The restorative power of yoga inversions
The Buddha said, “I am not enlightened, I am merely awake.” What does it mean to be awake? Most of us spend our lives in relative states of “un-consciousness.” Sometimes we undergo a big, dramatic, once-in-a-lifetime awakening—such as a near-death experience—or we can occasionally experience subtler awakenings, such as hearing a story that resonates deep in our beings and creates a shift in consciousness.
But why leave “awakening” to some external act or story?
For me, yoga is a daily practice that gives us the tools to wake up, and in waking up, to overcome the obstacles that exist between ourselves and freedom, joy, and gratitude.
The pillars of yoga
Three of yoga’s pillars are asana (postures), pranayama (breath work), and meditation. These practices create clarity, in our bodies and our minds. When you practice asana—or postures—you observe your physical habits: the way you stand in Mountain Pose, the tuck of your pelvis, the collapse of your chest, the position of your head. When you learn to align yourself, you begin to notice how your habits can take you out of balance, and you begin to move towards physical symmetry. For instance, if you’ve sat at a computer for your whole career, your shoulders are rolled forward and your neck juts out. If you’ve carried babies on one hip, chances are that your pelvis is out of line. The practice of yoga trains the brain to “wake up,” to be in the present moment. It teaches you to observe what is happening right now, both physically and mentally. The practice of yoga demands that we stop and become aware of our mental and physical habits.
As you observe your physical habits, you’ll begin to notice your mental habits as well—the perpetual dialogue that is defining who you think you are, and keeping you on the hamster’s wheel, going round and round. All that chatter obstructs the true you. By spending time with our physical and mental patterns, we become conscious and mindful; gradually we may become able to smile, to let go, to change. Our bodies are intelligent—more a source of direct truth than our minds—but we rarely listen to the wisdom that’s buried in them.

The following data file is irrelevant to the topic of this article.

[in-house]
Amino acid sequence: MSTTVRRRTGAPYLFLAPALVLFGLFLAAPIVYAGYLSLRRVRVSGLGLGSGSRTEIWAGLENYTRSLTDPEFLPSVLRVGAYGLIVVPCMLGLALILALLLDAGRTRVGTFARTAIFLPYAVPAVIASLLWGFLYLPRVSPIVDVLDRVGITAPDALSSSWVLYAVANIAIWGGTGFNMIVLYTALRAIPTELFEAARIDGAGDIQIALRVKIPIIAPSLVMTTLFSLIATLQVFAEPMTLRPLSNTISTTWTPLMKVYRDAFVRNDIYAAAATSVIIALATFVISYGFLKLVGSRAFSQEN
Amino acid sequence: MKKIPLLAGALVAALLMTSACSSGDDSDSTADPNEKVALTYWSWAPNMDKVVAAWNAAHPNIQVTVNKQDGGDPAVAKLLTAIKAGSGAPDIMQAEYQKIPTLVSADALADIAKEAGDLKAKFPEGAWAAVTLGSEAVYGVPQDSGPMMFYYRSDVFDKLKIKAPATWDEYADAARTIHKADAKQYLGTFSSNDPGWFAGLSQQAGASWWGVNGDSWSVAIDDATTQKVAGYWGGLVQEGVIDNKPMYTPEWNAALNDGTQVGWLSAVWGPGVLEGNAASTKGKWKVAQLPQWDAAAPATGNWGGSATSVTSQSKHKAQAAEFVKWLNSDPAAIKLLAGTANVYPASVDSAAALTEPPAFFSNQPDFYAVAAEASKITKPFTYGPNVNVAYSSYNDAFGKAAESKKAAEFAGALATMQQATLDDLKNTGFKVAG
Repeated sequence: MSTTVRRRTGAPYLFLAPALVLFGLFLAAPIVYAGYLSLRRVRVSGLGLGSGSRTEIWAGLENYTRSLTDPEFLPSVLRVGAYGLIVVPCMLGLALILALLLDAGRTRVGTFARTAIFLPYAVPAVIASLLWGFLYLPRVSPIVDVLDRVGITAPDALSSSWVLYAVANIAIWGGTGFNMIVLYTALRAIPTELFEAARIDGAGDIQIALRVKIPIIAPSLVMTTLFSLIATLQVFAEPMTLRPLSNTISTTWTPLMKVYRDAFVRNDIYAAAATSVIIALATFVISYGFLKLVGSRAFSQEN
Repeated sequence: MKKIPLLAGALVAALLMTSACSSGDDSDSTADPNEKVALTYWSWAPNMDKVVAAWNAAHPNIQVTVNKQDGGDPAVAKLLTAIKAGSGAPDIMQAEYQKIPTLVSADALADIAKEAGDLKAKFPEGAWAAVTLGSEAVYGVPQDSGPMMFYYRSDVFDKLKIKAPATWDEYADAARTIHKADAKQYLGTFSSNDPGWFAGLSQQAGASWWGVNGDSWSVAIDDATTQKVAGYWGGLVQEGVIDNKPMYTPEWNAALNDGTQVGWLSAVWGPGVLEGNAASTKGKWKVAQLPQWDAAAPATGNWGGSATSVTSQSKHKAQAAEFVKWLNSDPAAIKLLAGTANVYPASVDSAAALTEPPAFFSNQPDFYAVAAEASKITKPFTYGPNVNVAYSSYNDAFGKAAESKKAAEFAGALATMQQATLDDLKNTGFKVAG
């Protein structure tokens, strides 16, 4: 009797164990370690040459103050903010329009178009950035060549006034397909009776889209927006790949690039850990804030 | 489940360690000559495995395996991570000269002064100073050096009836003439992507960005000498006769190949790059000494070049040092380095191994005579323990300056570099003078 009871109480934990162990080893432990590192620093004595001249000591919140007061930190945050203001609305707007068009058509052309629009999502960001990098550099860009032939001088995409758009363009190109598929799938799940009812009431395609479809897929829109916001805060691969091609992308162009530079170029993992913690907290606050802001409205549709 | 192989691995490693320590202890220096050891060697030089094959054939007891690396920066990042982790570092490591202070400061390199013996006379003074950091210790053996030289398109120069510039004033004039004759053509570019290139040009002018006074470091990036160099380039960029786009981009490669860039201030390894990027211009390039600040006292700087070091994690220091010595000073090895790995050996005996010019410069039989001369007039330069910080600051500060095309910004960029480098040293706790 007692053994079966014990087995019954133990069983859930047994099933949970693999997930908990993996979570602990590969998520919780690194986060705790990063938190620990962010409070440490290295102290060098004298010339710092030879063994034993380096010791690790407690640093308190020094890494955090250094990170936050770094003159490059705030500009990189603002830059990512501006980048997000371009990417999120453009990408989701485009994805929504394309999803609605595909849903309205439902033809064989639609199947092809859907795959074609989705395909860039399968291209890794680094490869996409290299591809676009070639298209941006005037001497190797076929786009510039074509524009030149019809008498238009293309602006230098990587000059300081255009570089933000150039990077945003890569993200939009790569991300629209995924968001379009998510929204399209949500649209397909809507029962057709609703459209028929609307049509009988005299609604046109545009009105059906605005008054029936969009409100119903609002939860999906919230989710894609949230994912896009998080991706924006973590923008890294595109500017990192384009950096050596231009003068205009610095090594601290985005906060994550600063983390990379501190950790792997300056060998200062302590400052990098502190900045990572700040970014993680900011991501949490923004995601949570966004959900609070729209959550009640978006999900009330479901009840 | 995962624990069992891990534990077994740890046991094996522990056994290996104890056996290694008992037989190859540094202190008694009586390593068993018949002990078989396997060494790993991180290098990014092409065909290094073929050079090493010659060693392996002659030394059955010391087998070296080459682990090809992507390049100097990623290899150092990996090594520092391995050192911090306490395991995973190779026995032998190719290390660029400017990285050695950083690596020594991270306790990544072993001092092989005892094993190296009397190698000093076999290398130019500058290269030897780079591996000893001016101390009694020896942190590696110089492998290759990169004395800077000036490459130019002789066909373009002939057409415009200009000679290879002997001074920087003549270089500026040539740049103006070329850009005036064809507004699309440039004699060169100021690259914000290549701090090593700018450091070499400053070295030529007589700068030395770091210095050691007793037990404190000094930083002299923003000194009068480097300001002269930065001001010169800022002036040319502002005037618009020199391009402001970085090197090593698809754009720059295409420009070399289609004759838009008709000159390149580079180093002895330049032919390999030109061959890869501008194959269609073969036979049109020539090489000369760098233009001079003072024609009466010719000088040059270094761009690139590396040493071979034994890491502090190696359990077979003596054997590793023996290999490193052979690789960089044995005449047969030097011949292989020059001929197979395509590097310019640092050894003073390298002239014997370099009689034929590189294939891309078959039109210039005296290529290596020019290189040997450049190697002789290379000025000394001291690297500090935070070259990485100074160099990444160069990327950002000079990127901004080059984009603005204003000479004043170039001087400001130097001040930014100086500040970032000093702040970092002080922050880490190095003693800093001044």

When I discovered yoga in my late twenties, it was a revelation, a true “awakening.” I was a fashion model then; physically, I looked beautiful, but inside, I was a dilapidated house where no music was playing. I was insecure and desperately trying to be the woman I thought my then-husband would love. Thinking other people are better than you—whether it’s because you’re convinced they are smarter or prettier or more successful—is a habit, a form of self-hatred. It’s also a waste of energy. I cringe when I think about how jealousy brought forth my ugliness. I wasn’t practicing yoga’s first ethical rule of ahimsa, or “non-harming.” I was harming myself.
Ironically, I did experience a literal “bolt” of awakening. Miserable with my life, I went on a canoe trip with my five brothers in Algonquin National Park in Canada. During the trip, a huge storm arose; all of us were struck by lightening. When I was in the arc of the electric current, I remember thinking, “I am in nature, I am with my family and I have known love—it’s O.K. for me to die.” That was a life-altering change in perspective. As terrifying and painful as it was, the experience has brought me to a new level of calm (except during storms). To have experienced what I thought was an imminent death, was an awakening.
There were two messages the strike taught me: this precious moment is all we have, and we shouldn’t take life so seriously.
Smaller, everyday and possibly equally as profound experiences of awakening to new perspective can come from a passing word, a book, a song, a class, or a poem. The experience of failure, betrayal and disease can be powerful and painful teachings that could lead to an awakening. As Rumi says in his poem The Guest House: “The dark thought, the shame, the malice. Meet them at the door laughing and invite them in. Be grateful for whatever comes, because each has been sent as a guide from beyond.”